- Jamison Hensley, ESPN Staff Writer
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How to handle concussions during games have become a hot topic in the NFL. Now, head injuries are becoming more of a factor in how teams evaluate draft prospects.
Ravens general manager Ozzie Newsome said the team's scouting report on prospects include how many concussions the player sustained in college.
“That information is out there,” Newsome said last week at the team's pre-draft luncheon. “As far as what we do, and most teams do, is once we get guys here, we’ll get a baseline test done with those players, so that if a concussion occurs, then we have something that we can refer back to. But, it is something now that throughout the league -- and in all professional sports and on the collegiate level -- that everybody is spending more time looking at.”
This is not only a intelligent move. It's a necessary one. When a player has had concussions in college, there's a strong likelihood that he'll have them in the future. So having a player's history of head injuries is just as important as his history with knee injuries and perhaps even moreso.
Plus, the NFL has made the decision to protect players from themselves (and, in some instances, from teams wanting to put them back in the game too early). As a result, the league has set some tough guidelines for players to return to games after taking shots to the head, and those guidelines will only become stricter as years go by. If the league has become more sensitive to the subject of concussions, the teams have to increase their awareness of the players who are more prone to get them.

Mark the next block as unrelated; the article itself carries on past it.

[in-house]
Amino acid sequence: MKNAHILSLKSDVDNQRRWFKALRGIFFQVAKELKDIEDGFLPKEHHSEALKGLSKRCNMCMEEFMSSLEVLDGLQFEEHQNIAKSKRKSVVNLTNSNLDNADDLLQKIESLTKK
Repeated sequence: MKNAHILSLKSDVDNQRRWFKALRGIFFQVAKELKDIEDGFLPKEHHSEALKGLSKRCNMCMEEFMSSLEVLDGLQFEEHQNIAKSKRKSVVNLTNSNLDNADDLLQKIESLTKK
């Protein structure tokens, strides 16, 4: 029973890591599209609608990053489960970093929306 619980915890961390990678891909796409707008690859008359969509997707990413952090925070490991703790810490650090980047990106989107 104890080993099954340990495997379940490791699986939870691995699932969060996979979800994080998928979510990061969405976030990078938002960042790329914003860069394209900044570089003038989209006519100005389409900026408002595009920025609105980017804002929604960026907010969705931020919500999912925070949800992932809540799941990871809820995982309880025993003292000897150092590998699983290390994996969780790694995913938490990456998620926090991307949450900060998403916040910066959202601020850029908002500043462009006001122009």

Teams are smart to get this information. But the smart teams are going to be the ones who use it properly. You can't let a player's concussion history overshadow his talent. If Troy Polamalu was coming out of college today, would he not be a first-round pick because of his history of concussions in college? Teams can't be scared off too easily with this new information. That could lead to passing up one of the best safeties in the game.
Still, this league is a business, and teams don't want to invest a first- or second-round pick in a player who has a short career because of head trauma.